Derby Day without Mallya
Vivek Jain, SunnyâÂÂLeone, Kishore Dhingra and Daniel Weber at the RWITC. Pic/Sayyed Sameer Abedi
While this year’s RWITC Derby held over the weekend, saw its fair share of women in fancy hats and stilettoes, it had one marked difference: the absence of Vijay Mallya, currently one of London’s most well-heeled refugees, who is said to have unfailingly attended Derby Day for over 30 years.
However, besides this glaring omission, the event was at its flamboyant best with performances by Lucky Ali, Shadab Faridi (of Sultan fame), Maadhyam and the Cuban Boys, and glamorous attendees like actress Sunny Leone (who, it is reported, made it difficult for many to concentrate on the action on the track); along with, of course the country’s racing fraternity and Derby Day regulars drawn from across the city.
As is the tradition, at the end of the race, the chairman of RWITC, Vivek Jain drove onto the tracks in a splashy car (this year, it was an open top Mercedes Cabriolet), led by Caribbean carnival-style girls and the Cuban Boys, for the trophy presentation, with Mallya’s replacement sitting besides him: the Managing Director of Kingfisher, Shekhar Ramamurthy. And as is the practice, the rolling greens of the race course were dotted with bars, food and gaming stalls, where huge prizes could be won, including a free car, we are informed.
“One could be excused for forgetting for these two days, that the RWITC was in the midst of its worst crisis,” said a racing insider, adding, “At yesterday’s Derby, they pulled out all the stops showcasing the year’s most iconic property in its time honoured tradition”. (G)race under pressure?
BFFâÂÂescort for the evening, Manish Malhotra
BFF’s royal visit
As we have mentioned before, Sheetal Mafatlal, has been making quite an impact on the international glam circuit over the past few months. The vivacious Mumbai girl, who seems to have put her numerous legal battles behind her, was invited along with her BFF, designer Manish Malhotra, to the British Asian Trust Dinner in London last week for a formal dinner in the presence of Prince Charles.
Sheetal Mafatlal with Prince Charles
Some of the other guests that attended the annual dinner included Natasha Poonawalla, Rahat Fateh Ali Khan and Boris Becker. Sheetal posted these pictures on social media with the comment, “A royal encounter with HRH the Prince of Wales,” along with a picture with her BFF escort for the evening, Manish Malhotra, who dressed her in a sari for the event.
Engaging news comes in
Word comes in that Anant Goenka, the dashing executive director and new media head of a publishing company, was engaged to his long-term girlfriend, Kanika Sharma, a lawyer from Mumbai over the weekend.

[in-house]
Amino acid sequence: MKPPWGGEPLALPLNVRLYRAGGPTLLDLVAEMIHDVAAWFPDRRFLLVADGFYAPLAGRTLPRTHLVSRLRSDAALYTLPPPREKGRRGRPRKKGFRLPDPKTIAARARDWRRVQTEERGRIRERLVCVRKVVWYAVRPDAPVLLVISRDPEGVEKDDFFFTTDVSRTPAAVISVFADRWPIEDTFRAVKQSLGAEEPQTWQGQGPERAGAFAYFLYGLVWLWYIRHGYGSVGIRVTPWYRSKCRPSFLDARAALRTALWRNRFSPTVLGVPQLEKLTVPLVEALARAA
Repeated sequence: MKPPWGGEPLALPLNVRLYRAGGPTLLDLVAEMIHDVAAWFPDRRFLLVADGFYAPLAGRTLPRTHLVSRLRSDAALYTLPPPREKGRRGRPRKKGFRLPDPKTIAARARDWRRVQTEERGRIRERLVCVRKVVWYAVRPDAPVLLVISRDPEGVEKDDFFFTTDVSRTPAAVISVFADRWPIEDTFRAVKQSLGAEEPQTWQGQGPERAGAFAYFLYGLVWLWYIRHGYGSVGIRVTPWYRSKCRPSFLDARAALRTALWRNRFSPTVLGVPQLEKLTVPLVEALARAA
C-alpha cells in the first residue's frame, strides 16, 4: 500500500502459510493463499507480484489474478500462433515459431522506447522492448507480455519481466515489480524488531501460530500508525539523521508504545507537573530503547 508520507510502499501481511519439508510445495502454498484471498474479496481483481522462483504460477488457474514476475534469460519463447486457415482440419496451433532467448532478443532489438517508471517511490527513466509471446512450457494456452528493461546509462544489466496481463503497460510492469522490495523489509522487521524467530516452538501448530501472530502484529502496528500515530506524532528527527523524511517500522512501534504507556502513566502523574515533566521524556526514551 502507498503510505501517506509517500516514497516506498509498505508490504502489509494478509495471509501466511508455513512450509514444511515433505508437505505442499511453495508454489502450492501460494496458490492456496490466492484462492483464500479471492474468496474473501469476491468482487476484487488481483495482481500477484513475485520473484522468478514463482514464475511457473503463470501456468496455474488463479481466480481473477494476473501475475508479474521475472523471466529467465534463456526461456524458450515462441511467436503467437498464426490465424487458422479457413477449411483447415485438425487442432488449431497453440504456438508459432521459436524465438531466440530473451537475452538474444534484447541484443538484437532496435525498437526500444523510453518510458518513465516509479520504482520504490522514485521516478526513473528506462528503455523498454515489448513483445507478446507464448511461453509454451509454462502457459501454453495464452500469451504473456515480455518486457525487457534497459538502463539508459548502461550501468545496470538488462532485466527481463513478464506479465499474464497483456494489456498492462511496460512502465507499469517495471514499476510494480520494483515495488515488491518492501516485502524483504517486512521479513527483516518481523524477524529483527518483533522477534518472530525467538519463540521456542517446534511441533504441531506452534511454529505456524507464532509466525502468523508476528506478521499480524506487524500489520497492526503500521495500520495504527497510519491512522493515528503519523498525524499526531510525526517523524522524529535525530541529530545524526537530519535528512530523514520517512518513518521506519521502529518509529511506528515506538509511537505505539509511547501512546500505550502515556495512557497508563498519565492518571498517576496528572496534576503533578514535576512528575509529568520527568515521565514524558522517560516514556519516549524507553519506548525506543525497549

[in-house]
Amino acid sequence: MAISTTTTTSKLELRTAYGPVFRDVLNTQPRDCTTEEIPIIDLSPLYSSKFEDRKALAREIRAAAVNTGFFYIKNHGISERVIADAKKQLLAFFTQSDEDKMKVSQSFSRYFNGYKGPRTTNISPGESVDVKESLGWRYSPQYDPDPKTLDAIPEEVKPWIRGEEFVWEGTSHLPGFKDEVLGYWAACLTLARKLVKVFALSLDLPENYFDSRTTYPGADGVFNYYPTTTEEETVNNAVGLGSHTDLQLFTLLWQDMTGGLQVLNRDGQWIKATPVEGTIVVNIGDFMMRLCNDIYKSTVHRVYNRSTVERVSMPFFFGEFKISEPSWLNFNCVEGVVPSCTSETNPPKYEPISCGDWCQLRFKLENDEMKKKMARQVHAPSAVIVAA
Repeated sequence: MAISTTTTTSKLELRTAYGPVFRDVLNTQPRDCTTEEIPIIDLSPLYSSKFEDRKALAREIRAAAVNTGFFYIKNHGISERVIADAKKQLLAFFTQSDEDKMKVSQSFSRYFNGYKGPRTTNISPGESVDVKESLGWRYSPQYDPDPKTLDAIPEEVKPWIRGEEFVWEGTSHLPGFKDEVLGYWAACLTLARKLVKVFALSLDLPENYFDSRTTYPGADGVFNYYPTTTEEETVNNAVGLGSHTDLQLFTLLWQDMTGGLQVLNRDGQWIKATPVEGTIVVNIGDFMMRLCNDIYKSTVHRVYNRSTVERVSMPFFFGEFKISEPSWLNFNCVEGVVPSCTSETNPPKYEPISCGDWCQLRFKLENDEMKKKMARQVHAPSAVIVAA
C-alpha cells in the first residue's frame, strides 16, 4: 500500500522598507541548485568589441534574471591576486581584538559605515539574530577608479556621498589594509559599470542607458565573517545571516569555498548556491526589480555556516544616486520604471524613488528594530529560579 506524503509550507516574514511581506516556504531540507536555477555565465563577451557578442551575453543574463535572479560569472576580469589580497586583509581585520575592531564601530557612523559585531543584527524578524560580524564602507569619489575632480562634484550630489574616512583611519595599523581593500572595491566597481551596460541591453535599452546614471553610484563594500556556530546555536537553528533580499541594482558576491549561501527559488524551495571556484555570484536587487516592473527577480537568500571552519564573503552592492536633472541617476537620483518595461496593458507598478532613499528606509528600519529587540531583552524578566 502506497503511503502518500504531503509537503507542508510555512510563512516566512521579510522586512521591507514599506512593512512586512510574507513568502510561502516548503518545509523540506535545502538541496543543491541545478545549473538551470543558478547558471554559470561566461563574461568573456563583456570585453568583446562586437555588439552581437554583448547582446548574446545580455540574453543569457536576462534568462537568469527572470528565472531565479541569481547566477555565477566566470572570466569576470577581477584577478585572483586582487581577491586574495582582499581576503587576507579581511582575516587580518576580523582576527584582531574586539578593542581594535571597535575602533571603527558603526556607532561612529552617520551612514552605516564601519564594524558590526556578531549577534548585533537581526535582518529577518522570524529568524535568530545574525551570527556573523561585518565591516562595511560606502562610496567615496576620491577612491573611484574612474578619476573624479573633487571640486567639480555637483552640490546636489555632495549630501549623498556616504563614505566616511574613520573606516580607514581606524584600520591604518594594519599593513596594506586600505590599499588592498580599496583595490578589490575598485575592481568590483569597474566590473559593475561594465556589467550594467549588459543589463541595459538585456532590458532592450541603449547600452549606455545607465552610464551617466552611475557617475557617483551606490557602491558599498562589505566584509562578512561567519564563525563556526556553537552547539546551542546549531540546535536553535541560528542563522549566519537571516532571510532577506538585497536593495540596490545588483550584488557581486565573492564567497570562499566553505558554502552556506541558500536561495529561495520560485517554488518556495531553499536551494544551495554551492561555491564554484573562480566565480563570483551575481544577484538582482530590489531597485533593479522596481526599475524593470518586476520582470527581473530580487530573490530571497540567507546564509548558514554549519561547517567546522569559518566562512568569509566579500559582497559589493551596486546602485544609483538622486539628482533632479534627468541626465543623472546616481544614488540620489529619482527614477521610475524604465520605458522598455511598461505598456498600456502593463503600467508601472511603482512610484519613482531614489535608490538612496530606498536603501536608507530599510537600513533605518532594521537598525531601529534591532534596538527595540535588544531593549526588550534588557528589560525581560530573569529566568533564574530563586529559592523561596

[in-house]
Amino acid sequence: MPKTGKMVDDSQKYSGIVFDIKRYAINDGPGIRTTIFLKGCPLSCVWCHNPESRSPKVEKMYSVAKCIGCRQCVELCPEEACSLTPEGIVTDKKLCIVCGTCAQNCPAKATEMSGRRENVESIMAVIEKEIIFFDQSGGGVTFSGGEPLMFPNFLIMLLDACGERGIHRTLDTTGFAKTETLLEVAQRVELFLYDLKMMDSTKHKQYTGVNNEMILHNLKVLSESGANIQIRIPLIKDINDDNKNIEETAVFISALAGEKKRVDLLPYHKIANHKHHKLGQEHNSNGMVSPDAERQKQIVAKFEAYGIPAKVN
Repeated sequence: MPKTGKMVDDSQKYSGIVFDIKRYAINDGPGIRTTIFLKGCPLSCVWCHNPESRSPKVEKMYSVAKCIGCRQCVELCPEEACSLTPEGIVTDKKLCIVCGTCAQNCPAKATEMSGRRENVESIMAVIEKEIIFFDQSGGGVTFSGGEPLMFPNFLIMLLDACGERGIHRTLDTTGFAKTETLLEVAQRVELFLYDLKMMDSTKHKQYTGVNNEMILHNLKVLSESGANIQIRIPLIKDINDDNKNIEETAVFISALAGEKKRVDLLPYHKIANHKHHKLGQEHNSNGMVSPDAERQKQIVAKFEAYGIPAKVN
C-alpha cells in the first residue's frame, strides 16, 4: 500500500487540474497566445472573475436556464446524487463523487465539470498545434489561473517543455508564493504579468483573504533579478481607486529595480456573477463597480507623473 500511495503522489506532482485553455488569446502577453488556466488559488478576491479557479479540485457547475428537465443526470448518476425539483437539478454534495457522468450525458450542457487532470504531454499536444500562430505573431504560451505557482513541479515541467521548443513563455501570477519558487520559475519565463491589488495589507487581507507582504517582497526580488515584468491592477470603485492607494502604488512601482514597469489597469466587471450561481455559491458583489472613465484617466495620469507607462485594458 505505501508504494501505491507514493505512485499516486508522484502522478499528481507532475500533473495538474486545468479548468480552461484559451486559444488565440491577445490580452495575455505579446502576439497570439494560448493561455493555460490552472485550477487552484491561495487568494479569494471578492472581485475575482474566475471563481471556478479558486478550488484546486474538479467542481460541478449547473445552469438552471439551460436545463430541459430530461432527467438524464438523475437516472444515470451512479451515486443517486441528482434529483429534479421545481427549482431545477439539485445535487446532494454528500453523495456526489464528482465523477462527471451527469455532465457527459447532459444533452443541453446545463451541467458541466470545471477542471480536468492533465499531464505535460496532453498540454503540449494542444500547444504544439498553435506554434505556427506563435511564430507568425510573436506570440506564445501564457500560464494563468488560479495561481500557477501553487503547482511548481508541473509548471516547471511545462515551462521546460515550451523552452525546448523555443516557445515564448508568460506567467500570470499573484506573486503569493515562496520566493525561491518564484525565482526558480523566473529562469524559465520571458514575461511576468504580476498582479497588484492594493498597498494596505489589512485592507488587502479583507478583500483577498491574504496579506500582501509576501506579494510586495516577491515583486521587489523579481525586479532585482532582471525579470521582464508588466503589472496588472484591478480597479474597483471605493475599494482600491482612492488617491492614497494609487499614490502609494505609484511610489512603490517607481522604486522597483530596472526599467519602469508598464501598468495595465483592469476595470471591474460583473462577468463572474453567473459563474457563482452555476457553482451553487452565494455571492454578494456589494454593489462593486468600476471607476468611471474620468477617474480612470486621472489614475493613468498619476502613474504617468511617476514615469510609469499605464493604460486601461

Kanika Sharma and Anant Goenka
The two are said to have known each other from their school days. Goenka, who finished his schooling in Mumbai before attending the prestigious Print and Journalism course at USC Annenberg in California, took over the reigns of the family-owned media group a couple of years ago and proved to be the fillip the age-old media group required.
The engagement is said to have been a low profile and private affair, with only close family and friends present at Goenka’s home. We wish the young couple well.
Poster boys for Kashish
Good to see that KASHISH Mumbai, the international queer film festival said to be South Asia’s biggest LGBTQ film festival, is going from strength to strength. Founded in 2010, the festival is the first Indian LGBT festival to be held with the approval of the Information & Broadcasting Ministry. And this year, we are informed, Goa-based designer Wendell Rodricks, will judge the festival’s International Poster Contest.
“I am proud to support KASHISH. Each year the poster moves forward in a direction that the LGBTQ community in India is going towards. I wish the participants all the best and I am excited to see how they will creatively interpret this year’s theme. The film festival, on its part, has managed to achieve greater visibility and empowerment for the LGBTQ community,” says Rodricks.
The winning poster carries a cash prize of R20,000 ($300) instituted by Rodricks, and will be the look of the eighth edition of KASHISH, featured on billboards, banners, cinema slides, delegate cards, T-shirts and catalogue cover.
“Every year, there is great anticipation about this contest because it defines the ‘look’ of the festival. We now keenly await designers globally to send us their brilliant entries,” says Sridhar Rangayan, festival director.